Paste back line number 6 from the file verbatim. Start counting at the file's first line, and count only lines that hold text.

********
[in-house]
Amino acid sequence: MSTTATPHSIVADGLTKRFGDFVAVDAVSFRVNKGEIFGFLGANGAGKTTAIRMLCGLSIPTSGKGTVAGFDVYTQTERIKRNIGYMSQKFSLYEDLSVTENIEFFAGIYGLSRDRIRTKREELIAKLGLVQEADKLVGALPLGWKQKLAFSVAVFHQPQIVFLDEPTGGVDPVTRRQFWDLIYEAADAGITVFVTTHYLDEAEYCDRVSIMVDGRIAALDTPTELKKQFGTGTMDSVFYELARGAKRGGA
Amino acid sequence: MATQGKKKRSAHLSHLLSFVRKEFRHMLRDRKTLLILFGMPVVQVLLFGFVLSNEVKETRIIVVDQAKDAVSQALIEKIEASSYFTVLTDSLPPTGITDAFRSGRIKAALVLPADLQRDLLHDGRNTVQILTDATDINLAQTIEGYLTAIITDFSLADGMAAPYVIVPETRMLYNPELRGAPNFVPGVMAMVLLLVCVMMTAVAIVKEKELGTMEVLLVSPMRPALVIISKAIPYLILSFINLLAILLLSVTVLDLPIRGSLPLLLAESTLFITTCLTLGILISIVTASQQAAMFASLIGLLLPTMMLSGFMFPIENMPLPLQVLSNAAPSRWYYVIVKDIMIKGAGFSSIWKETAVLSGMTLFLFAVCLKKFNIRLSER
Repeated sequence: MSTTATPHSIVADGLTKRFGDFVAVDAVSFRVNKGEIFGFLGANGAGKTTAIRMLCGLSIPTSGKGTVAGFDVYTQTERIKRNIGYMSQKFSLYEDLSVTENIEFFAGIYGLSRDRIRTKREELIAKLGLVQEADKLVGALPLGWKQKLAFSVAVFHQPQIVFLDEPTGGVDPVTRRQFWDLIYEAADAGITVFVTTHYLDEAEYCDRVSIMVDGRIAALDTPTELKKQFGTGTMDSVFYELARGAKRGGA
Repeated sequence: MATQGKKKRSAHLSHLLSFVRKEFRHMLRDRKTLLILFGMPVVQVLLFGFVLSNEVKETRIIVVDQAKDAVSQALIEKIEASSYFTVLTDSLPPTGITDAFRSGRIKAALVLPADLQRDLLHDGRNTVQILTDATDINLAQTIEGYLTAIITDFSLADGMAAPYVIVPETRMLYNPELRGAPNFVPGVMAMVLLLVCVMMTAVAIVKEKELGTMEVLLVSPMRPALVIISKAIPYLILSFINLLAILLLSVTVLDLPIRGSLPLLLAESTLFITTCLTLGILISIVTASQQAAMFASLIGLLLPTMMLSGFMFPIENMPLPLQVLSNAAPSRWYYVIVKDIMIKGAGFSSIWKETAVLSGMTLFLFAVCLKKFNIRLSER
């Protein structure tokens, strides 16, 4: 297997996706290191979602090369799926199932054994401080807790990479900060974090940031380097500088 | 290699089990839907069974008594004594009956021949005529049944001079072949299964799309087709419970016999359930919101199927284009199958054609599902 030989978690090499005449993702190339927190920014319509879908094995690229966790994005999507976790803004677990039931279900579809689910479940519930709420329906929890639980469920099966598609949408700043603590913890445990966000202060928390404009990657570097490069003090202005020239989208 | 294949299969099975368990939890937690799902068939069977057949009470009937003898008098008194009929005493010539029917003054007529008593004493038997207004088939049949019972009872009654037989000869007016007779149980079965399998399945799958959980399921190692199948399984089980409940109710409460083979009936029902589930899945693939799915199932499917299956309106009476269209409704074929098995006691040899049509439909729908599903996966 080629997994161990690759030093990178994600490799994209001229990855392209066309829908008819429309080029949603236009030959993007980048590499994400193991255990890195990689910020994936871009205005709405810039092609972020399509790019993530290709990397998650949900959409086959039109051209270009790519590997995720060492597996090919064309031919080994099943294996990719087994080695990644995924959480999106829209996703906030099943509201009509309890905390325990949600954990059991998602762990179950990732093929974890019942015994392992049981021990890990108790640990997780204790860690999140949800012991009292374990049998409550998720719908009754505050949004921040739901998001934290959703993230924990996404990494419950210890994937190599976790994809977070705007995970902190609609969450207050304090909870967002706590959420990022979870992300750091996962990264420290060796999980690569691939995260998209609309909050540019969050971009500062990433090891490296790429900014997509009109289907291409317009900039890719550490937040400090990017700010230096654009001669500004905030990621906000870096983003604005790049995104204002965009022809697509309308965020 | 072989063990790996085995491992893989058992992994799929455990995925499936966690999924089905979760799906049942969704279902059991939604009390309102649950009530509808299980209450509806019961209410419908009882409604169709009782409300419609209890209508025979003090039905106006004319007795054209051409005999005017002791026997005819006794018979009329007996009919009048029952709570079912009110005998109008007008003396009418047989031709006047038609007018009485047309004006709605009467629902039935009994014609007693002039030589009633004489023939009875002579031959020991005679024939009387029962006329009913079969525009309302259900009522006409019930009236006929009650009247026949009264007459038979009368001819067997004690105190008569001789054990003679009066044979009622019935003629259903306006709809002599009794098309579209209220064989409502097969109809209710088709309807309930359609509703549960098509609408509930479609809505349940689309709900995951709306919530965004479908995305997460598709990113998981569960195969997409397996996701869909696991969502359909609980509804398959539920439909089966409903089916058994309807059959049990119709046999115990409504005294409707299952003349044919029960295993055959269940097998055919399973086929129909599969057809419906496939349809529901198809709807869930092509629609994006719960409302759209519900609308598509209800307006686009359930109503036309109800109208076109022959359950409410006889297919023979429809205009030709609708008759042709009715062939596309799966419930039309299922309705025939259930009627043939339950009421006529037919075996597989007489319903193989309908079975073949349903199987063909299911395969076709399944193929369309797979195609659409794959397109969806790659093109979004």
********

């Protein structure tokens, strides 16, 4: 297997996706290191979602090369799926199932054994401080807790990479900060974090940031380097500088 | 290699089990839907069974008594004594009956021949005529049944001079072949299964799309087709419970016999359930919101199927284009199958054609599902 030989978690090499005449993702190339927190920014319509879908094995690229966790994005999507976790803004677990039931279900579809689910479940519930709420329906929890639980469920099966598609949408700043603590913890445990966000202060928390404009990657570097490069003090202005020239989208 | 294949299969099975368990939890937690799902068939069977057949009470009937003898008098008194009929005493010539029917003054007529008593004493038997207004088939049949019972009872009654037989000869007016007779149980079965399998399945799958959980399921190692199948399984089980409940109710409460083979009936029902589930899945693939799915199932499917299956309106009476269209409704074929098995006691040899049509439909729908599903996966 080629997994161990690759030093990178994600490799994209001229990855392209066309829908008819429309080029949603236009030959993007980048590499994400193991255990890195990689910020994936871009205005709405810039092609972020399509790019993530290709990397998650949900959409086959039109051209270009790519590997995720060492597996090919064309031919080994099943294996990719087994080695990644995924959480999106829209996703906030099943509201009509309890905390325990949600954990059991998602762990179950990732093929974890019942015994392992049981021990890990108790640990997780204790860690999140949800012991009292374990049998409550998720719908009754505050949004921040739901998001934290959703993230924990996404990494419950210890994937190599976790994809977070705007995970902190609609969450207050304090909870967002706590959420990022979870992300750091996962990264420290060796999980690569691939995260998209609309909050540019969050971009500062990433090891490296790429900014997509009109289907291409317009900039890719550490937040400090990017700010230096654009001669500004905030990621906000870096983003604005790049995104204002965009022809697509309308965020 | 072989063990790996085995491992893989058992992994799929455990995925499936966690999924089905979760799906049942969704279902059991939604009390309102649950009530509808299980209450509806019961209410419908009882409604169709009782409300419609209890209508025979003090039905106006004319007795054209051409005999005017002791026997005819006794018979009329007996009919009048029952709570079912009110005998109008007008003396009418047989031709006047038609007018009485047309004006709605009467629902039935009994014609007693002039030589009633004489023939009875002579031959020991005679024939009387029962006329009913079969525009309302259900009522006409019930009236006929009650009247026949009264007459038979009368001819067997004690105190008569001789054990003679009066044979009622019935003629259903306006709809002599009794098309579209209220064989409502097969109809209710088709309807309930359609509703549960098509609408509930479609809505349940689309709900995951709306919530965004479908995305997460598709990113998981569960195969997409397996996701869909696991969502359909609980509804398959539920439909089966409903089916058994309807059959049990119709046999115990409504005294409707299952003349044919029960295993055959269940097998055919399973086929129909599969057809419906496939349809529901198809709807869930092509629609994006719960409302759209519900609308598509209800307006686009359930109503036309109800109208076109022959359950409410006889297919023979429809205009030709609708008759042709009715062939596309799966419930039309299922309705025939259930009627043939339950009421006529037919075996597989007489319903193989309908079975073949349903199987063909299911395969076709399944193929369309797979195609659409794959397109969806790659093109979004």